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Jean Smith's The Ghost of Understanding says "a novel" on the cover, and if offered as a conceptual assertion, this is inherently valid, or perhaps more precisely, it is not subject to assessment of validity. Labeling can be self-contained creative expression.  

The Ghost of Understanding is not a novel in much of a descriptive sense, however. It appears to have been created by simply stringing together whatever random snippets of text Jean had lying around: fiction exercises, prose poems, song lyrics crudely reformatted into paragraphs, Mecca Normal band correspondence, stray interview transcripts, idle erotica. I find most of these interesting in themselves, but reading them in this serialized form is frustrating. If I get into the right fugue-state to absorb the poetry, then the ephemeral seems inane, and if I back out into the right idle curiosity to care about tour logistics, then the abstractions are insoluble. Kafka's octavo notebooks, by comparison (since I just read them), are varied in literary form but much more coherent in tone, and so far more rewarding to me to read.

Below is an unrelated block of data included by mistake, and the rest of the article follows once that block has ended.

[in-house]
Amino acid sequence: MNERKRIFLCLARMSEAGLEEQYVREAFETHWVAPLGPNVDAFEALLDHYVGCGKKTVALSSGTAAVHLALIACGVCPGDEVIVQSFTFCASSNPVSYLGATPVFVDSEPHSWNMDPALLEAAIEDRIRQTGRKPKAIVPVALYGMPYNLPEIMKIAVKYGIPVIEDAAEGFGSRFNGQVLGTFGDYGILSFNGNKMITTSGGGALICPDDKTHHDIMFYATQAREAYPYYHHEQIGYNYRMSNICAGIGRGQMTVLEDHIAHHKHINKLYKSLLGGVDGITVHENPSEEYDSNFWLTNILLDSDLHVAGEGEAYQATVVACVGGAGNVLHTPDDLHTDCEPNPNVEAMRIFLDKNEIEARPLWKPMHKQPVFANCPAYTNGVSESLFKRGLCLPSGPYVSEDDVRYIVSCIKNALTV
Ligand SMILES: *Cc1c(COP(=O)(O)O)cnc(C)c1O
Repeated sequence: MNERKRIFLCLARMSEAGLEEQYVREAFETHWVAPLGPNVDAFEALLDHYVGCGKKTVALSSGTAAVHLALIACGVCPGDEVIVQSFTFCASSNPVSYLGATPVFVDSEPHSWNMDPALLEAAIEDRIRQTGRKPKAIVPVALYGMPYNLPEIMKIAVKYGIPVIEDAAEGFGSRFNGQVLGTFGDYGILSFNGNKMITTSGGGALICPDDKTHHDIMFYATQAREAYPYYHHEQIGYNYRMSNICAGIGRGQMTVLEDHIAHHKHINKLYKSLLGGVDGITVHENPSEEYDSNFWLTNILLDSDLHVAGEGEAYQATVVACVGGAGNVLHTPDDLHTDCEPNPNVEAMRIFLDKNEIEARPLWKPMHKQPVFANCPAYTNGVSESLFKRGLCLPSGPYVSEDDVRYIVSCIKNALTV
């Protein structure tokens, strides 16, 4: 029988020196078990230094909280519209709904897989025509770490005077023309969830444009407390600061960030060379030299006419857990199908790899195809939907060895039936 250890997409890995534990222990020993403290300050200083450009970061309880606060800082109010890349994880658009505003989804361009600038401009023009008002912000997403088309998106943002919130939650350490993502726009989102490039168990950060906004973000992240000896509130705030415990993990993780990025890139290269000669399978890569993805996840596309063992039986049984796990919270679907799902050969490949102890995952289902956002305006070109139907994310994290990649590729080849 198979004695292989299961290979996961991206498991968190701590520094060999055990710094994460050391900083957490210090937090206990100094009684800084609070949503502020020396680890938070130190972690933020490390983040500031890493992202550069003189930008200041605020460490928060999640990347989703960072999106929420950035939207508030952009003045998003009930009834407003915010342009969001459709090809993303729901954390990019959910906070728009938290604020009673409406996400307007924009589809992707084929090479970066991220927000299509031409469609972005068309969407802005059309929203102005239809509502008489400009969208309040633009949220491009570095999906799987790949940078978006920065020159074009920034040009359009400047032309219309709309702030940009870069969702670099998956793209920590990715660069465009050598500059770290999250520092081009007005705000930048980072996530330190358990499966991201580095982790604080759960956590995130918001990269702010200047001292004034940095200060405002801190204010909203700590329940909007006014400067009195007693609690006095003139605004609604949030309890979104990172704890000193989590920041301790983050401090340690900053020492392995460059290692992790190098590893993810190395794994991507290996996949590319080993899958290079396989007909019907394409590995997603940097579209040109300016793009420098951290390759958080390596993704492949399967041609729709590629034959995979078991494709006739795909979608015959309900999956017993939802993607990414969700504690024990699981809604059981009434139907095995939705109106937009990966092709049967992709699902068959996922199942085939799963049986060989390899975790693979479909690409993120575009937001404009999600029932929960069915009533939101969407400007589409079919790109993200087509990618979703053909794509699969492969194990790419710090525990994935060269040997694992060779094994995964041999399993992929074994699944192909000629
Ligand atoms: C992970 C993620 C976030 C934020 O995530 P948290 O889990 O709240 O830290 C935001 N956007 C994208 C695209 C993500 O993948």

Possibly, of course, this constant state-shifting is the point, and labeling a deliberately anti-linear text "a novel" makes the actual fragments a means to a radical medium-is-the-message end. The format is a challenge for the audience to rise to or cower away from, and I never wanted to be on the dreary side of demanding the imposition of constricting convention onto vitally free expression.  

But then what do I do with the nagging conviction that this work, as presented, does not have a fundamental nature so much as it has a fatal refusal to accept the responsibility of self-awareness? That it is attempting to substitute an amorally passive absence of order for the sacredly powerful idea of active revolutionary disorder? That self-betrayal would be its most rudimentary first step towards making itself into something real? That these passages wouldn't be haunted by the ghost of understanding if they hadn't merely sat there watching it die?
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